Background Epidemiological research has reported strong links between trauma-related hospitalisation and future risks of fatal and nonfatal adverse outcomes. However, some important research questions remain unanswered, including association with hospitalisation occurring specifically during childhood, longer-term follow-up from mid-adolescence through the earlier stages of adulthood, assessment of self-harm versus violence risks in the same study population, and absolute risk estimation. To reduce risk in young people, clinicians and public health experts require a better knowledge of subsequent pathways for individuals who experience trauma-related hospitalisation during childhood.
Methods This national cohort study examined n=1,087,672 persons born in Denmark 1977–1997 with complete linkage to national psychiatric, general hospital and crime registers. Survival analyses (© SAS Institute Inc.) was used to estimate incidence rate ratios (IRRs) for self-harm, violent criminality, interpersonal violence injury, and all-cause mortality between 15th and 35th birthdays among cohort members with and without trauma-related hospitalisation prior to 15th birthday. Accounting for competing risks, cumulative incidence percentage values were estimated to age 35. Estimates were stratified by gender and by reason for hospitalisation during childhood: self-harm, interpersonal violence or accident.
Results Risk for each adverse outcome assessed was raised among young persons who experienced trauma-related hospitalisation at least once during childhood. Confounding by parental socioeconomic status, measured according to income, educational attainment and employment status, explained little of these risk elevations. Individuals hospitalised during childhood following self-harm or interpersonal violence had much higher risks for self-harm and violent criminality aged 15–35 years. Some particularly high cumulative incidence values were observed: subsequent violent offending in males hospitalised following interpersonal violence during childhood, 25.0% (95% CI 21.2–28.9); later self-harm in females hospitalised following interpersonal violence, 18.3% (95% CI 13.5–23.6) and following self-harm during childhood, 21.4% (95% CI 19.8–23.1). More frequent trauma-related hospitalisations, and hospitalisations for multiple trauma types at such an early age, conferred marked risk elevations through young adulthood.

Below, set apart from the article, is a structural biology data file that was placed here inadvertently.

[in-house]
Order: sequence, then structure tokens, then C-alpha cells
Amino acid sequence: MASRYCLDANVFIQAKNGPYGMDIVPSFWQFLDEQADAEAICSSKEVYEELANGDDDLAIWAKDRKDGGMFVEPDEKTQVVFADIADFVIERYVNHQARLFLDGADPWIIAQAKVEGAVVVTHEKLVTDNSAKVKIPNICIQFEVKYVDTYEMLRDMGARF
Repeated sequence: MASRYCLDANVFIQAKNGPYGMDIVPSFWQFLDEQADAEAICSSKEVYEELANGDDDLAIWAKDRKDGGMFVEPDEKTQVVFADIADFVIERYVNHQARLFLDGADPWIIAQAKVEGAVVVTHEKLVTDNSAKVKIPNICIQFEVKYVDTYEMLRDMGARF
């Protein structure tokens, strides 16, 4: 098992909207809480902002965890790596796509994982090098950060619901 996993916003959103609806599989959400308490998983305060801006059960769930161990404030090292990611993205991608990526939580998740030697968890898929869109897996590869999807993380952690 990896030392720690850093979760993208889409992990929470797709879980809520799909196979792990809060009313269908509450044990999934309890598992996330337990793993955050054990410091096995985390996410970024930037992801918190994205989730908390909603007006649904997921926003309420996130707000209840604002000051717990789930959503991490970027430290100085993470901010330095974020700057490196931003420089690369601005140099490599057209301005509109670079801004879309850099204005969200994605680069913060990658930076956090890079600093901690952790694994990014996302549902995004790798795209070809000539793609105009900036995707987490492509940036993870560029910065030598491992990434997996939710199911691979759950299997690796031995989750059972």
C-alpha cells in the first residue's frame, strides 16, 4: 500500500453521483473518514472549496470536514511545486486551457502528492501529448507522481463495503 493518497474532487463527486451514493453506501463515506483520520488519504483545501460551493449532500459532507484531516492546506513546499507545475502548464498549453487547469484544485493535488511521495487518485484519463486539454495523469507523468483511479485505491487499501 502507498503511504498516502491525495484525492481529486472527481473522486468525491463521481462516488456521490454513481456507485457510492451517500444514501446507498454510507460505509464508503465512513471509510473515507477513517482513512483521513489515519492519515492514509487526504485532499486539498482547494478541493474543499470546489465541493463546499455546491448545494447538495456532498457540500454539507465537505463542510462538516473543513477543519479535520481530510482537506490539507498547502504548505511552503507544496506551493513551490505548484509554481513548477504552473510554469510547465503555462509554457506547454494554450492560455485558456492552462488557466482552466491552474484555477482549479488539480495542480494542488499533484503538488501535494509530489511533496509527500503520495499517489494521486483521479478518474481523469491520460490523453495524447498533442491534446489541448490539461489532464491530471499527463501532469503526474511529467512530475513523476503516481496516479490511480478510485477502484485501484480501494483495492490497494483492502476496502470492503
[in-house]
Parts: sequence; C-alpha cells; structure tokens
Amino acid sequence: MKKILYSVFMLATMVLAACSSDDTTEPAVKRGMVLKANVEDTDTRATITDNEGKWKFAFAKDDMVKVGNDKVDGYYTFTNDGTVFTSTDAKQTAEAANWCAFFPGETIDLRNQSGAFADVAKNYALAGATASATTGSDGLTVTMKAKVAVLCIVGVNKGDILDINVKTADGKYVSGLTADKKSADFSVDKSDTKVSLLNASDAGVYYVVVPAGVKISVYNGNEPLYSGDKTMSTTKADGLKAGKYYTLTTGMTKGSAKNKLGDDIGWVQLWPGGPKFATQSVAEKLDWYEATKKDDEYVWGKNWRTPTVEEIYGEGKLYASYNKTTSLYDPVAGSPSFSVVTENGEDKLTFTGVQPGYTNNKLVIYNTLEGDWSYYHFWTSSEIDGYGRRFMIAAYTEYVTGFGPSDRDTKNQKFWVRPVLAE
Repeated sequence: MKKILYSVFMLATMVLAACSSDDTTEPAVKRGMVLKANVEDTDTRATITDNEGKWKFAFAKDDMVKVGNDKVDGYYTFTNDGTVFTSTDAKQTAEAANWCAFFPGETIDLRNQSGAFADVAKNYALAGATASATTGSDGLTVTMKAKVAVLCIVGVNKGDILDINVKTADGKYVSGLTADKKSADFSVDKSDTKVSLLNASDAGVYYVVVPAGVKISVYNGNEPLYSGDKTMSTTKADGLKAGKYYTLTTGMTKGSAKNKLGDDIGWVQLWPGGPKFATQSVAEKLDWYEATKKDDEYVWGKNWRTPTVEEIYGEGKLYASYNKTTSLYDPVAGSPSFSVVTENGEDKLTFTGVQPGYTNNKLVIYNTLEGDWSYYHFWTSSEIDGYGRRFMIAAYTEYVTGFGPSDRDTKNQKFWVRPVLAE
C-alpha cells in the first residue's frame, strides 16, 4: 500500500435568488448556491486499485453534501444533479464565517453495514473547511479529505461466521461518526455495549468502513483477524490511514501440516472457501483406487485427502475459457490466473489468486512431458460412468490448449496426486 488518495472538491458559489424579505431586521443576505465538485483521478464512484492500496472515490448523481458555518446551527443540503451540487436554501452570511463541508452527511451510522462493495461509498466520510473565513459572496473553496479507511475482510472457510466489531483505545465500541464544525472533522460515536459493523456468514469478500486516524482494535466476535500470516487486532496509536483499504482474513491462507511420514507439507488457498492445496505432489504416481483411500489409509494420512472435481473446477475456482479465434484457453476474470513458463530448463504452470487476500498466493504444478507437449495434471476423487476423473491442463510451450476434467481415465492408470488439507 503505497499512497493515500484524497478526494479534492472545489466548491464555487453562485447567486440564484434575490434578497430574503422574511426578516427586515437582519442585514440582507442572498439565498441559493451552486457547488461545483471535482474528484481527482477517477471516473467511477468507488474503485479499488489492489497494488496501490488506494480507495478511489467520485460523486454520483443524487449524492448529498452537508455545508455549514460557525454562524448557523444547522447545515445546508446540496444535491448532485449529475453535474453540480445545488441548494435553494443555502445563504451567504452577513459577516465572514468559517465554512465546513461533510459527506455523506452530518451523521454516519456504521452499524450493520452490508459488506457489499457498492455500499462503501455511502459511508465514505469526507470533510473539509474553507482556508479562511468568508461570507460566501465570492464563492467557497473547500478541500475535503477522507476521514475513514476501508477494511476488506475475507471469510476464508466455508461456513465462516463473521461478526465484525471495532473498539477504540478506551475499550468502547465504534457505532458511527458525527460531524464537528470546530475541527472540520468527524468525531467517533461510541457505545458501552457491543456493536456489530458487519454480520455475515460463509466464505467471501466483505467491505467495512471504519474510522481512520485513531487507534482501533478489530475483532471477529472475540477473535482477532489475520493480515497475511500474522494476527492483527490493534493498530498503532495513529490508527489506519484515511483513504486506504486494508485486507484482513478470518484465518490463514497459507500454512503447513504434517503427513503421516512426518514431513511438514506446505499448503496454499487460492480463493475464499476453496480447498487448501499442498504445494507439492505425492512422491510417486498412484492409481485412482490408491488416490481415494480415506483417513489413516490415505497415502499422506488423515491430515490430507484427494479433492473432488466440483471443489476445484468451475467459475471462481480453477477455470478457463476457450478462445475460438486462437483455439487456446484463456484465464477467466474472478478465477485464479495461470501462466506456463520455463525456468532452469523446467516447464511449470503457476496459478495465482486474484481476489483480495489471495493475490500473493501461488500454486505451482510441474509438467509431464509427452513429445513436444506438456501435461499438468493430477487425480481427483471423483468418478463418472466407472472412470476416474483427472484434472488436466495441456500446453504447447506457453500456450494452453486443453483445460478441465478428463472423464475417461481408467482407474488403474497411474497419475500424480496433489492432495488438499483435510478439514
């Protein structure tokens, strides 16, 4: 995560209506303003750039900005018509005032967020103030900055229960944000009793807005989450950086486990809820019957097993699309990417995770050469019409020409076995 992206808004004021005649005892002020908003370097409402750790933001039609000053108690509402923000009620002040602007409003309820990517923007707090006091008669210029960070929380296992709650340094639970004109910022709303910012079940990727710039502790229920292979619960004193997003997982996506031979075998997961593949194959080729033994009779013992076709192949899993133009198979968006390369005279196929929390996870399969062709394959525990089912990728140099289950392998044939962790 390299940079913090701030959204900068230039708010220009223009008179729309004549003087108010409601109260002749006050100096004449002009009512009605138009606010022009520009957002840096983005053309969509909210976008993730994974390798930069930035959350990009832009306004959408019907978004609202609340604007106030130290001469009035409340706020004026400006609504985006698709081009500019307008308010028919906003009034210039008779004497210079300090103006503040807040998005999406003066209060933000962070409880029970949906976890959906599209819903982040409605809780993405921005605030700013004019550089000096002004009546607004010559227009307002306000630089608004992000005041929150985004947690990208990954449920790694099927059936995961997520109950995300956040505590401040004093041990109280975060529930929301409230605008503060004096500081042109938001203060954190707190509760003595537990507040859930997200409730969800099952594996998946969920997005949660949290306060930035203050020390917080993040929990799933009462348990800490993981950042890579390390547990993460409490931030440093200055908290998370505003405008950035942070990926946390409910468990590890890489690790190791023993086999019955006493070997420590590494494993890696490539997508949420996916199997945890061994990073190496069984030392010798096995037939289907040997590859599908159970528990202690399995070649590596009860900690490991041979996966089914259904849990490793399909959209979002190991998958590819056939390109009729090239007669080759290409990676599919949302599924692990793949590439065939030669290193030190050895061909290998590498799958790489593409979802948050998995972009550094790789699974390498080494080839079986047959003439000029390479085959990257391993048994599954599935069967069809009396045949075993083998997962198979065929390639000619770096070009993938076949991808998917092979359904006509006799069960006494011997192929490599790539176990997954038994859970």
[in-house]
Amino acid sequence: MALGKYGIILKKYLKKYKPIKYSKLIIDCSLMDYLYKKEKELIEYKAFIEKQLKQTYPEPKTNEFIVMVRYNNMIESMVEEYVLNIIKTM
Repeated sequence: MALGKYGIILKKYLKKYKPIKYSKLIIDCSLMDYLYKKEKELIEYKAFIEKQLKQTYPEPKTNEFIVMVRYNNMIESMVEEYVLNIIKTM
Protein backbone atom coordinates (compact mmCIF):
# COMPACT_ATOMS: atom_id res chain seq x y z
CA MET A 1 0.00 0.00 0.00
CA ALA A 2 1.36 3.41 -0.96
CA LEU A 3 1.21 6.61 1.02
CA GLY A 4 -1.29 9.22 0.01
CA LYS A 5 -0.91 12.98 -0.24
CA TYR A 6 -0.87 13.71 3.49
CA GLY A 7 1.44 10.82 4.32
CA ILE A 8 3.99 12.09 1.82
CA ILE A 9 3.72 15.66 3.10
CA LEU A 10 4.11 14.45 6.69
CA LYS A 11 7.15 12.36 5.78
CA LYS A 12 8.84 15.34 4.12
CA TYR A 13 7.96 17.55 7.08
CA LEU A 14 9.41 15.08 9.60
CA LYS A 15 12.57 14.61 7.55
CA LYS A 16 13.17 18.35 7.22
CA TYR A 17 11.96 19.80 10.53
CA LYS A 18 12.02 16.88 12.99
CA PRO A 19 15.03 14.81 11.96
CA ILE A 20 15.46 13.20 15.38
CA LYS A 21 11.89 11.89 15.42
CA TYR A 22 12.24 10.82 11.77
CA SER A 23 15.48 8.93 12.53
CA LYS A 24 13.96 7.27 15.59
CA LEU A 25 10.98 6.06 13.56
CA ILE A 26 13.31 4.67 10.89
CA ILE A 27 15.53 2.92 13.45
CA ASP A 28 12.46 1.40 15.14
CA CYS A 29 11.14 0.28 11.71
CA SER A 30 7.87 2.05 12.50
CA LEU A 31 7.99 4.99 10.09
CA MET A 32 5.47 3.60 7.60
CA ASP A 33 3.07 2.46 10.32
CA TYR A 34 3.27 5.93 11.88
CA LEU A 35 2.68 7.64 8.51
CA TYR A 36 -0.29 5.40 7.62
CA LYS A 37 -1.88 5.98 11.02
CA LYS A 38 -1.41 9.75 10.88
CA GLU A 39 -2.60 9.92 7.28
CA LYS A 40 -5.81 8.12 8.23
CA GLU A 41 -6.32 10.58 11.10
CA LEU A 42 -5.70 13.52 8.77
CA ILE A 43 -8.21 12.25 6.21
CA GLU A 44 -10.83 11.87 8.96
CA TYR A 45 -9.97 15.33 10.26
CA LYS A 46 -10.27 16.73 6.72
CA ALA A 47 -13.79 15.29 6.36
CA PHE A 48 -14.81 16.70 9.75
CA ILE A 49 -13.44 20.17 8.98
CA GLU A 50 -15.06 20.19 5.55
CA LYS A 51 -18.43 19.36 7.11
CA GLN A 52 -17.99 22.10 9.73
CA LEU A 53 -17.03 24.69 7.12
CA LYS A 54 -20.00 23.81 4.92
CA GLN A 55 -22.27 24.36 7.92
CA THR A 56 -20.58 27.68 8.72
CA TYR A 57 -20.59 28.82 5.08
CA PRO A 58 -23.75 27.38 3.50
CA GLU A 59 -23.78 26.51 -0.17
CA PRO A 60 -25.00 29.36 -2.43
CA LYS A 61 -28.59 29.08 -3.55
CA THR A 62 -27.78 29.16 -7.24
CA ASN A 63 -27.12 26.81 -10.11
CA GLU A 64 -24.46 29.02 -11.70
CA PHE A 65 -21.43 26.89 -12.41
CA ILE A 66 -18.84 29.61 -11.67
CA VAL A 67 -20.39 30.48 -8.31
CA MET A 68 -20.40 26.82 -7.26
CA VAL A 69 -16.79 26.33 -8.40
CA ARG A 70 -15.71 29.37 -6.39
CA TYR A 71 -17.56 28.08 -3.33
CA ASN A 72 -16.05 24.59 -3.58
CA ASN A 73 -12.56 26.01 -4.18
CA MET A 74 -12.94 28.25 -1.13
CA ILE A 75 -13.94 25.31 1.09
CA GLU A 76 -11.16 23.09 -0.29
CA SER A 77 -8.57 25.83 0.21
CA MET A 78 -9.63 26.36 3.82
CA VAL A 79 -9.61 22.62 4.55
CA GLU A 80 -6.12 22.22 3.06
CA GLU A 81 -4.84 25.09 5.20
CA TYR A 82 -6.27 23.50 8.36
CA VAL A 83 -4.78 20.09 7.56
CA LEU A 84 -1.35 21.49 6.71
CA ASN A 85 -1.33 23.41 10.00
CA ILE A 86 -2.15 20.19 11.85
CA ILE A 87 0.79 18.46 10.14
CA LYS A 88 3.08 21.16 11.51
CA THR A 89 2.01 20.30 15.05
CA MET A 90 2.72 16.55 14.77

Conclusion Although not all episodes of self-harm and interpersonal violence in the community are routinely captured via hospital records, trauma-related hospitalisation during upbringing may be a clinically useful marker for familial dysfunction and childhood distress that subsequently predicts internalised and externalised destructive behaviours among youths and young adults. Comprehensive national guidelines are needed to tackle the multifaceted vulnerabilities of children hospitalised for injuries or poisonings.Healthcare, social services and educational workers must provide particularly robust support to children hospitalised following self-harm or interpersonal violence, and those who experience multiple trauma-related hospitalisations during upbringing.
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